Many of you know by now that I stress the importance of proper pelvis angles before anything else. Lower back and sacroiliac pain can be the result of a tilted pelvis. But did you know that hip pain, deep groin pain can also result from a tilted pelvis. It’s called Femoroacetabular Impingement (FAI).
Your centre of gravity, the balance point of your body, lays at the sacrum level of your spine. If your pelvis is not on plane then it’s really hard to help with anything else going on in your body. Typically I find that most people experiencing lumbar discomfort have a flexed or anterior rotated pelvis, which using NMT techniques can be rectified quite easily. But FAI is becoming more prevalent, and my theory is that with a chronic flexed pelvis and
the wear and tear that comes with getting older the hip joint is breaking down.
A recent study from The American Journal of Sport Medicine concluded that increase in pelvic tilt anteriorly significantly influence the functional orientation of the acetabulum (socket part of the hip joint) and this resulted in earlier occurrence of FAI. A posterior tilt resulted in later occurrences of FAI.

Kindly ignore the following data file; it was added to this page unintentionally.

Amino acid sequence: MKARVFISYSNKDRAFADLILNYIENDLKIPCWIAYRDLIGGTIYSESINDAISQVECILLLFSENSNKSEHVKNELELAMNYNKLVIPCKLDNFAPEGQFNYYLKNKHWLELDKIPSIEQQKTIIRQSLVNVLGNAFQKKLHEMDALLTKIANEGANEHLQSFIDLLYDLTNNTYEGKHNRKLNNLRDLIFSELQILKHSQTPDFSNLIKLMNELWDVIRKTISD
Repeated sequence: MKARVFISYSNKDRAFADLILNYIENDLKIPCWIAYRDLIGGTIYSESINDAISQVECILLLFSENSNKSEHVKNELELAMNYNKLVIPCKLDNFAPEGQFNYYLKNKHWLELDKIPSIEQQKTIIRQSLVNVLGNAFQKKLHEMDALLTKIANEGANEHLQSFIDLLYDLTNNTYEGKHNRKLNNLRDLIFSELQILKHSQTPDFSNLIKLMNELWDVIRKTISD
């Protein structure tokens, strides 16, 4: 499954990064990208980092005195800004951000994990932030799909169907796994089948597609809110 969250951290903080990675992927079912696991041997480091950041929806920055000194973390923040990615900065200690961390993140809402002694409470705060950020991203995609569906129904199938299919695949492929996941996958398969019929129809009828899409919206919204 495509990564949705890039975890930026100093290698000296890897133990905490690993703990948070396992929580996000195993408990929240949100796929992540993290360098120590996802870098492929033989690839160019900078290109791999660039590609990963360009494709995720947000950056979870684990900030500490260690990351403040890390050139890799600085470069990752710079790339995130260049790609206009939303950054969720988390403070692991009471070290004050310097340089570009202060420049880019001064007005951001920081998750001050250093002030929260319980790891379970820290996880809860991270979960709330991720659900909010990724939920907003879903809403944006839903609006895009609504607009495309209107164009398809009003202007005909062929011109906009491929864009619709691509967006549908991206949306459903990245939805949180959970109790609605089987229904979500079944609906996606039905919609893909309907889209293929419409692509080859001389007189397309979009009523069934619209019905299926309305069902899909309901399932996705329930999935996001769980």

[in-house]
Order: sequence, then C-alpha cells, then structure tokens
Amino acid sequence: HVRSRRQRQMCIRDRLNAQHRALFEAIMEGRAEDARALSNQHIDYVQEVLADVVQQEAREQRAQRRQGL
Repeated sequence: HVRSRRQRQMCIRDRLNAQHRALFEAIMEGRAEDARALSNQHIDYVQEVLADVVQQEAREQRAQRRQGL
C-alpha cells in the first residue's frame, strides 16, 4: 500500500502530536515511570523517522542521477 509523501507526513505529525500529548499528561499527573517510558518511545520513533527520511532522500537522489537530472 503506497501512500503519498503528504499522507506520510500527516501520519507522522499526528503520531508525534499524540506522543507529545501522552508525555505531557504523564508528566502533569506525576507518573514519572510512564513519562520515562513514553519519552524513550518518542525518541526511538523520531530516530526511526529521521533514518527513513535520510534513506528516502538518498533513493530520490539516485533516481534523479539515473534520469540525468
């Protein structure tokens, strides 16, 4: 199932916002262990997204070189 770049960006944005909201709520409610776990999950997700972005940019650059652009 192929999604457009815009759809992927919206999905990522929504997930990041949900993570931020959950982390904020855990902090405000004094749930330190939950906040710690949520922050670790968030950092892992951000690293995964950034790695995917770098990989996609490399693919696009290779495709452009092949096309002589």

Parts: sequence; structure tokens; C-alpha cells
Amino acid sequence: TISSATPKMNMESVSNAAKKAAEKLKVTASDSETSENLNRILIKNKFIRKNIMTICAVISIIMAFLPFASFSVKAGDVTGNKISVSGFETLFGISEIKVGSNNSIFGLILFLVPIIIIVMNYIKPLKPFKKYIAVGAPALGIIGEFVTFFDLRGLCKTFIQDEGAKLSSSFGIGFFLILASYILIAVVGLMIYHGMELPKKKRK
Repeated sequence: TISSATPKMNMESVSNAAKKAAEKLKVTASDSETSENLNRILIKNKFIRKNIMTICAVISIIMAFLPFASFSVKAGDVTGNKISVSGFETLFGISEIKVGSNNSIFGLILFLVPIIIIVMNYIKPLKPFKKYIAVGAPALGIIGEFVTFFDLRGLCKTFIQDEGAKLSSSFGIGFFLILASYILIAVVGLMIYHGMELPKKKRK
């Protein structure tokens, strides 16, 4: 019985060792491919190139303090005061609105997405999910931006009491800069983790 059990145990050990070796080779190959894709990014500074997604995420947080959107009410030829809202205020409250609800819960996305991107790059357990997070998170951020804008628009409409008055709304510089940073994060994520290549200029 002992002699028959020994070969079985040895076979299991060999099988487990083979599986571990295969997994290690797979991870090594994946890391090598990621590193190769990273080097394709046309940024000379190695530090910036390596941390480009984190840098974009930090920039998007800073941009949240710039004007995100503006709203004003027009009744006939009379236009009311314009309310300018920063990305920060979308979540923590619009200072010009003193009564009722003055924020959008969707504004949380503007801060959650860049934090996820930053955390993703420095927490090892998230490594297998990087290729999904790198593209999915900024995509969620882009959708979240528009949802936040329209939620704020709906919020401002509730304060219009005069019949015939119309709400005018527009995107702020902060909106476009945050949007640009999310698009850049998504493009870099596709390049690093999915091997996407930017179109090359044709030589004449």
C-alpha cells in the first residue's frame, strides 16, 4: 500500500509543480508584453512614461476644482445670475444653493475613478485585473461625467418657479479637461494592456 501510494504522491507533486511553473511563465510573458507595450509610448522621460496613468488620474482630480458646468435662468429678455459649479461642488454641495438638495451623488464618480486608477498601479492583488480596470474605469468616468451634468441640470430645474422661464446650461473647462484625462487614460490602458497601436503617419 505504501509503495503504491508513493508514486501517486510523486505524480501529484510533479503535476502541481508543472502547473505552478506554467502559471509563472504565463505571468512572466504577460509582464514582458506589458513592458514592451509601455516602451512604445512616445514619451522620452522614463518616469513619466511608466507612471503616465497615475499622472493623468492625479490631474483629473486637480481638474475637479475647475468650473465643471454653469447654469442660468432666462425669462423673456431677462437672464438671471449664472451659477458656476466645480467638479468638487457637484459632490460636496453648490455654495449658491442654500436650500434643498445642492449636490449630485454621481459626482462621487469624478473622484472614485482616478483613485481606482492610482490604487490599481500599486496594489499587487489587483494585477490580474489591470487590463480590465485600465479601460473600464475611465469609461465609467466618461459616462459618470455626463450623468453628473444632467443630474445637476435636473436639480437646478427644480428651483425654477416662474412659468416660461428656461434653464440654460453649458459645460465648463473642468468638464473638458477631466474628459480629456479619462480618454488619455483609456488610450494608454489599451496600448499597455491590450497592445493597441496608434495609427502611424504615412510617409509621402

Femoroacetabular Impingement (FAI) is when the ball of the hip is pushed against the socket part and rubs abnormally. This abnormal wear will result in loss of the cartilage that lines the joint, thereby we get a bone and bone sinerio. Typically with an anterior pelvic rotation the patient will experience deep groin pain, sometime at rest, especially at nighttime, or a painful limited range of motion.
With more and more people walking around with an anterior pelvic tilt we will continue to see lumbar pain, SI joint disfunction, and a wear and tear of the hip joint itself, resulting in hip replacement. And I’m sure if your over 40 years of age you know of someone who has undergone hip replacement. Don’t be one of them. Get your posture assessed sooner rather than later.
As always, if you have any questions please do not hesitate to contact me.
Peter Roach, RMT, CNMT, Laser Therapist